The contributions of women to the University of Saskatchewan are vast and deeply connected to the campus community. (Photos: University Archives and Special Collections)

International Women’s Day at USask: Reflecting on history, building the future

The University of Saskatchewan (USask) community recognizes and celebrates the many contributions of women to our vibrant campus this International Women’s Day.


Explore just a few of the many women throughout USask’s storied history who have led the way in making a difference with their research, academic, community service and athletic accomplishments.

The first graduating class. Back Row L-R: Douglas McConnell, Marion Pettit, Mary Oliver, William Exton Lloyd. Front Row L-R: Howard McConnell, David Hossie, President Walter Murray, John Moore, John Strain. (Photo: Photograph Collection, A-3638, University Archives and Special Collections)

1912-1915: USask celebrates first female graduates

In the original University Act that established the university, it was intended that women at USask should have access to higher education in the same ways as men. The University Act stated “no woman shall by reason of her sex be deprived of any advantage or privilege accorded to male students of the university.”

Nan McKay was the first Métis woman to graduate from USask. (Photo: University Archives and Special Collections, A-32254. Patrick Hayes)

In the first graduating class, Marion Pettit earned a degree with honours in English and history. Mary Oliver graduated with a degree in classics, achieving high honours and earning the Copland Scholarship. Oliver was the top graduate in the class that year. Oliver was also president – and likely a founding member – of the Penta Kai Deka Society, a female student society established in 1911 that continued its social activities and advocacy for female students until the late 1960s.

In 1915, Annie Maude (Nan) McKay became the first Métis woman to graduate from USask, earning a Bachelor of Arts degree. She was an accomplished student who was active in campus life, serving on the student council and the editorial board of USask’s student-run newspaper, The Sheaf, and playing on the women’s hockey team. She was also a tireless volunteer nurse during the pandemic of 1918. After a long career as a staff member at USask, she was chosen as one of USask’s 100 Alumni of Influence in 2007.

The legacies of Oliver, Pettit, McKay and the mandate of the university set the stage for decades of women after them to earn degrees, become pioneers in industries new and old, and pave the way for the leaders of tomorrow.

1911-1940: Women’s sports and student leadership build momentum

The female population of the University of Saskatchewan, 1912. (Photo: University Archives and Special Collections, 1912 yearbook)

The Pente Kai Deka Society was formed on April 8, 1911, at the home of former USask President Walter Murray. The original group included one of USask’s first-ever female graduates, Mary Oliver. From the Greek words for ‘five and 10,’ Pente Kai Deka originated with the first 15 female students on campus.

Every woman entering the university as a student automatically became a member of the group and was assigned a student mentor to help them navigate university life. Eventually, the group became its own directorate within the Student Representative Council and continued its social activities and support for female students until the late 1960s.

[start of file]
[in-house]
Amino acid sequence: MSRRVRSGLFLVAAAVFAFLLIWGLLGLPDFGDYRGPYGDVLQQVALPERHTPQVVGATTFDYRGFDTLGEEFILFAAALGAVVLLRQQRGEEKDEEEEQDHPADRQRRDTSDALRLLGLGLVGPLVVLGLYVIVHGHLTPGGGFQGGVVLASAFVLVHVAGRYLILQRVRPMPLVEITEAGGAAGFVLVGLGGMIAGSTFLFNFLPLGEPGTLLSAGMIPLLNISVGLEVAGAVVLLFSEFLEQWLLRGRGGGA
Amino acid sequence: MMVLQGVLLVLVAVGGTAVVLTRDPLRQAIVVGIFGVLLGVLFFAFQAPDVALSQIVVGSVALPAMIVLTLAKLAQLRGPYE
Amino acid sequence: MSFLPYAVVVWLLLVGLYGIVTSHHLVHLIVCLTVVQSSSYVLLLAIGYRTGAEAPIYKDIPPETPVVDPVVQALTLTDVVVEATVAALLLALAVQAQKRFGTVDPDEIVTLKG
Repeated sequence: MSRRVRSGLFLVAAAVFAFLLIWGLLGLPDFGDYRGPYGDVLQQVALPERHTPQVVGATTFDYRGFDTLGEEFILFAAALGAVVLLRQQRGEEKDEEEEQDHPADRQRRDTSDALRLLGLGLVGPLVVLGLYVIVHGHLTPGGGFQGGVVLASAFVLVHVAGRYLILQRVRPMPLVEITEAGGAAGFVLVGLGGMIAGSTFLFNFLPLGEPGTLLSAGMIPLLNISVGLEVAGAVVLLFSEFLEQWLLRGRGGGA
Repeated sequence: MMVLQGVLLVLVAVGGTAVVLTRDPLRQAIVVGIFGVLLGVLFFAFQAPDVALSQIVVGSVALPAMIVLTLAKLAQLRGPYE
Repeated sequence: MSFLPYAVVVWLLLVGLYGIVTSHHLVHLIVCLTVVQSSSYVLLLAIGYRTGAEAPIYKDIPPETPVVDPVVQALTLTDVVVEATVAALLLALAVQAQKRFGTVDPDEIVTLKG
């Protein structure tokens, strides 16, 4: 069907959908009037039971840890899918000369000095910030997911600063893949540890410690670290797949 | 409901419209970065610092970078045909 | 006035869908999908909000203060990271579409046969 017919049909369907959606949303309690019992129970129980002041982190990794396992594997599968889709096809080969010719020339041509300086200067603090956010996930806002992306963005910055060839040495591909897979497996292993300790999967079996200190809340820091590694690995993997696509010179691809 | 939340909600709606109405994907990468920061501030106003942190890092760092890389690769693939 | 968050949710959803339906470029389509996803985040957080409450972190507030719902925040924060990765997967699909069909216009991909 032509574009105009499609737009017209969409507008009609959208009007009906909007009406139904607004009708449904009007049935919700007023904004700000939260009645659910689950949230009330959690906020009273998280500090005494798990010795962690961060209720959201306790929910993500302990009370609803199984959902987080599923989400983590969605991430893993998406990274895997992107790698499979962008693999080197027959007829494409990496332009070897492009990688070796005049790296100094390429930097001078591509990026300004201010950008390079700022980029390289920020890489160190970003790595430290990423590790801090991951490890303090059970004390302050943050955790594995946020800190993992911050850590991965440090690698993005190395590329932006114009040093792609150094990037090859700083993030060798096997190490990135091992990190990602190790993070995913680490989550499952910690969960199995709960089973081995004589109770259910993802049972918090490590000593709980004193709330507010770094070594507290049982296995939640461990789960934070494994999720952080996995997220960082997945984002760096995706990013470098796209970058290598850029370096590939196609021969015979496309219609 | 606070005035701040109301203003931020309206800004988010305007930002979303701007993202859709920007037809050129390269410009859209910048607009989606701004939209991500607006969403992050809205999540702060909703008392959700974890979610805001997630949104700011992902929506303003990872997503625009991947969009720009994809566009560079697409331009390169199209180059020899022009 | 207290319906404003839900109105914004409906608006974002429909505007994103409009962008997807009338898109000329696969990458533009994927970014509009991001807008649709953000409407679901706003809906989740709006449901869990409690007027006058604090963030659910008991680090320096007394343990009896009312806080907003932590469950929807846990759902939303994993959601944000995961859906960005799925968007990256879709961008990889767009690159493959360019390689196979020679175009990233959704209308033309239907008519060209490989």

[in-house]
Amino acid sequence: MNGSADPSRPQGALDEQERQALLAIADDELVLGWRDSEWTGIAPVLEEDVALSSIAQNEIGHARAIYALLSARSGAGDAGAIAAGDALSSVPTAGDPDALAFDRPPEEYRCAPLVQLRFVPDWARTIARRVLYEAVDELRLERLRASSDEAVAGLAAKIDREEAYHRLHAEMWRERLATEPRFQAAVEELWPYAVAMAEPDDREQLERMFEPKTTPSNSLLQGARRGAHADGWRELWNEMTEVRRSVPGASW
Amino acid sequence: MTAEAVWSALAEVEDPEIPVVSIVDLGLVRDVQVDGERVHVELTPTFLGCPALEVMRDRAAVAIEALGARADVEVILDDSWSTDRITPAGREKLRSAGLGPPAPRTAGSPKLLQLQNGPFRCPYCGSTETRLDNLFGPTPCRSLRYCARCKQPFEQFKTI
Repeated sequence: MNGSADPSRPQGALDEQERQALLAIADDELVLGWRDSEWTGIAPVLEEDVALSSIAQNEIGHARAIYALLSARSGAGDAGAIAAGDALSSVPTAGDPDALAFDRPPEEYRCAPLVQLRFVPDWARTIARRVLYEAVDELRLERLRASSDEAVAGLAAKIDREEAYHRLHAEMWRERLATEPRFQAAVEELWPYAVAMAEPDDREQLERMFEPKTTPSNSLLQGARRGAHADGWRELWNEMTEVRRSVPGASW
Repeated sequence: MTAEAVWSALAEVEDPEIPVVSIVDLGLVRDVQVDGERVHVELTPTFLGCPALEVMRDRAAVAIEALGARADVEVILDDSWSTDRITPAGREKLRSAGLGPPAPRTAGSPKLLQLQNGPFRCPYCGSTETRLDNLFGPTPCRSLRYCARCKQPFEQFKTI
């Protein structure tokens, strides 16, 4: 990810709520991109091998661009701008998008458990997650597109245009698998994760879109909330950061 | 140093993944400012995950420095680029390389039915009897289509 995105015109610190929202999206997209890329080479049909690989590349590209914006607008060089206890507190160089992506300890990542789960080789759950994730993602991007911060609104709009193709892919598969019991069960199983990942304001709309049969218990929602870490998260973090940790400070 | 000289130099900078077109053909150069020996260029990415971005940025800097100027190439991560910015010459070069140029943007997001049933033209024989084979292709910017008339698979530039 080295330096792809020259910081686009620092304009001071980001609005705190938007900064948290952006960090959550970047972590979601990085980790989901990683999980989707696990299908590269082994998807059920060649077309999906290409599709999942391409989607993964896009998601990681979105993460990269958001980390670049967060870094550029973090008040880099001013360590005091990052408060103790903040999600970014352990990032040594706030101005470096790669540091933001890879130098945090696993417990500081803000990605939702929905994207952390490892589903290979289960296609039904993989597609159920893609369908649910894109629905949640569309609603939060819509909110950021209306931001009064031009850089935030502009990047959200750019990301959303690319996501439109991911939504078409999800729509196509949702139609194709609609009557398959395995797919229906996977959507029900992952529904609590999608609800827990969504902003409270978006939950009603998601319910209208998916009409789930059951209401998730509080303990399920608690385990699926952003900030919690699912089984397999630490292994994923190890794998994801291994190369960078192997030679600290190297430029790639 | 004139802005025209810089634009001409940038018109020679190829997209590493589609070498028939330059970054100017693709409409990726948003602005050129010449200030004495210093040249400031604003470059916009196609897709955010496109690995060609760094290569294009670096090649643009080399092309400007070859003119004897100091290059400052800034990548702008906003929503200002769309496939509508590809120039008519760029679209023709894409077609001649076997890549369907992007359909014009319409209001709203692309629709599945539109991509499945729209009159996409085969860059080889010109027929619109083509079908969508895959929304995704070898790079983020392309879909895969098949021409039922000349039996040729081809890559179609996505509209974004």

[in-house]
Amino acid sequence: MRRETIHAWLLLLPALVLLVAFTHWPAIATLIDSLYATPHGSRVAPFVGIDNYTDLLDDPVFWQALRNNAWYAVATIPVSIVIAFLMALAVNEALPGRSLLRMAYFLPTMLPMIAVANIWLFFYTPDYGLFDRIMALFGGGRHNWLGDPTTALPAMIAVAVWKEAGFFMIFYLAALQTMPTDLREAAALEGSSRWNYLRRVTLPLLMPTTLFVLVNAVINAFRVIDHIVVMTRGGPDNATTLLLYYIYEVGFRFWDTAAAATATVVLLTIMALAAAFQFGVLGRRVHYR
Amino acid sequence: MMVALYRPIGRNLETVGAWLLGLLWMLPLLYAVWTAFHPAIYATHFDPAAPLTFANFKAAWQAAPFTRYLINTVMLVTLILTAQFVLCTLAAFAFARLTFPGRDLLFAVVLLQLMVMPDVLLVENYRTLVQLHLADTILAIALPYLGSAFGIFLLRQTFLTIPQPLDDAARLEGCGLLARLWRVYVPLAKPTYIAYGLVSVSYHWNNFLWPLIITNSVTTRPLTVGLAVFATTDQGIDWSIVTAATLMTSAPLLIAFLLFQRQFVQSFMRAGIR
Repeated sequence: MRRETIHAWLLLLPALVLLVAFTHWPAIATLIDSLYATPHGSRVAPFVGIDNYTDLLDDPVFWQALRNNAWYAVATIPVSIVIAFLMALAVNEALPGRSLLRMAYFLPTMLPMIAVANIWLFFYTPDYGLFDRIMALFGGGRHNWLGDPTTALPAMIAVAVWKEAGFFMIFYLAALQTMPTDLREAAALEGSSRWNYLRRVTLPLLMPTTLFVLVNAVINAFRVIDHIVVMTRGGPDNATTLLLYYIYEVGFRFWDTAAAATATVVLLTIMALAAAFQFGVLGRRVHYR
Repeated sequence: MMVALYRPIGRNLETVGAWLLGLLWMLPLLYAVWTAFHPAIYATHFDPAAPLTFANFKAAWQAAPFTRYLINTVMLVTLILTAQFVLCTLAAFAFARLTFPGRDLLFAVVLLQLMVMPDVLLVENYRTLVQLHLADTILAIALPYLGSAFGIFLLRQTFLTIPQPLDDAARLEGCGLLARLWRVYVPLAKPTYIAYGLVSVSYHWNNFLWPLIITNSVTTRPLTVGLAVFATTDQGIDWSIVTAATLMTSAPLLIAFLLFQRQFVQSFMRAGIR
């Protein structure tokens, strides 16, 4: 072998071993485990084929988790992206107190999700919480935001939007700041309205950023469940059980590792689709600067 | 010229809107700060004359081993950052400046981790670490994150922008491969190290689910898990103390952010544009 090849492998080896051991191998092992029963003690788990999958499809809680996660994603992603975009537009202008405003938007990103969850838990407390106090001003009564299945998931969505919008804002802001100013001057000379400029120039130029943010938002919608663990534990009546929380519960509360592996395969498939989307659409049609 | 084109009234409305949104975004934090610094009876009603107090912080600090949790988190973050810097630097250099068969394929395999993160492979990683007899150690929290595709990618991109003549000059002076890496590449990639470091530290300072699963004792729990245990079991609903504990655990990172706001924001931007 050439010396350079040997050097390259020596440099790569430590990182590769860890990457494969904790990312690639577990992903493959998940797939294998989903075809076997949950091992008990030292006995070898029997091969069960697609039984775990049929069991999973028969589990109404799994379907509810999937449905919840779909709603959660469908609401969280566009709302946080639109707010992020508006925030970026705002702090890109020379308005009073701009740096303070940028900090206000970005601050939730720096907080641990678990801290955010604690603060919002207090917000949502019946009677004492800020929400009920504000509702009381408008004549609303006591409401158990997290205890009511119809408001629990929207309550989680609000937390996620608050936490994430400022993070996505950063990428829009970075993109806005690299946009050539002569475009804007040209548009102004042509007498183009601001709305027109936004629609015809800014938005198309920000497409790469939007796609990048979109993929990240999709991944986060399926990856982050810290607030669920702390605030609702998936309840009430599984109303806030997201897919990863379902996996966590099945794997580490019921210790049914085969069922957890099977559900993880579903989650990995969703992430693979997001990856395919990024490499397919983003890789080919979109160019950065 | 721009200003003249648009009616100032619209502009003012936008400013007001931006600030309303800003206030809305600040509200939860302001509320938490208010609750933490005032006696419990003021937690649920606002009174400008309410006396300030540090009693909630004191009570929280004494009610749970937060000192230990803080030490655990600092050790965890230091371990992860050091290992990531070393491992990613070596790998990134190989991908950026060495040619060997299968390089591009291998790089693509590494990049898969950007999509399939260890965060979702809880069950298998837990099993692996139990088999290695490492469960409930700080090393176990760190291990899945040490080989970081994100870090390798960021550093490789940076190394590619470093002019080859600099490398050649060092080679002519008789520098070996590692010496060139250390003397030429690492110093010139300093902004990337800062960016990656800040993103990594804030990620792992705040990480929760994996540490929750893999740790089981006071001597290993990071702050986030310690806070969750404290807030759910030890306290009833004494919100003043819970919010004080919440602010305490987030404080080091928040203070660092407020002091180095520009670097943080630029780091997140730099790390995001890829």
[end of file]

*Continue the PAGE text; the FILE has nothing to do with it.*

The university’s 1918-19 Women’s Hockey Team, with members C.C. Murray, Iona D. Lawless, Queade Johnston, Edith M. Hartt, Ellen Andreasen, Ada L. Staples (captain), E. Alice Robinson (manager), and Annie Maude McKay. (Photo: University Archives and Special Collections, A-1033)

For USask, allowing women equal access to higher education has gone hand-in-hand with allowing equal access to sporting opportunities.

The women’s hockey team is believed to be the oldest women’s sports team in USask history. Women’s hockey became a recognized Canadian Interuniversity Sport in 1997-98, but USask female students have been competing in the sport since 1912. The first known women’s roster was printed in The Sheaf in 1914, and included USask’s first Métis graduate, Nan McKay.

The team started competing against other female teams in 1917. Although a few non-sanctioned Western Canadian games were played, the women’s team started to play under the Huskiette name in 1937 and continued to play with intramural sport status until 1976.

The Huskie women’s hockey team has gone on to become a recognized sports team across Canada, and will host the 2024 GFL U SPORTS Women’s Hockey Championship presented by Connect Energy this year from March 14-17 at Merlis Belsher Place.

Basketball Huskiettes “Champion Girls” in uniform. The players are E. Hart, L. Eyrikson, A. Staples, B. Bridgeman, M. Buttery. The basketball has “19” marked on it, representing the year these players expected to graduate. (Photo: University Archives and Special Collections, A-925)

Women’s basketball was also one of the earliest sports with an all-female team to play at USask. With roots that can be traced back to 1917, Huskie women’s basketball has also gone on to be one of the most successful sports teams at USask, with a strong performance in the 2023-24 season led by coach Lisa Thomaidis, a former Canadian national team head coach and current coach of Germany, and who is now in her 25th year of coaching at USask and has led the Huskies to two national titles.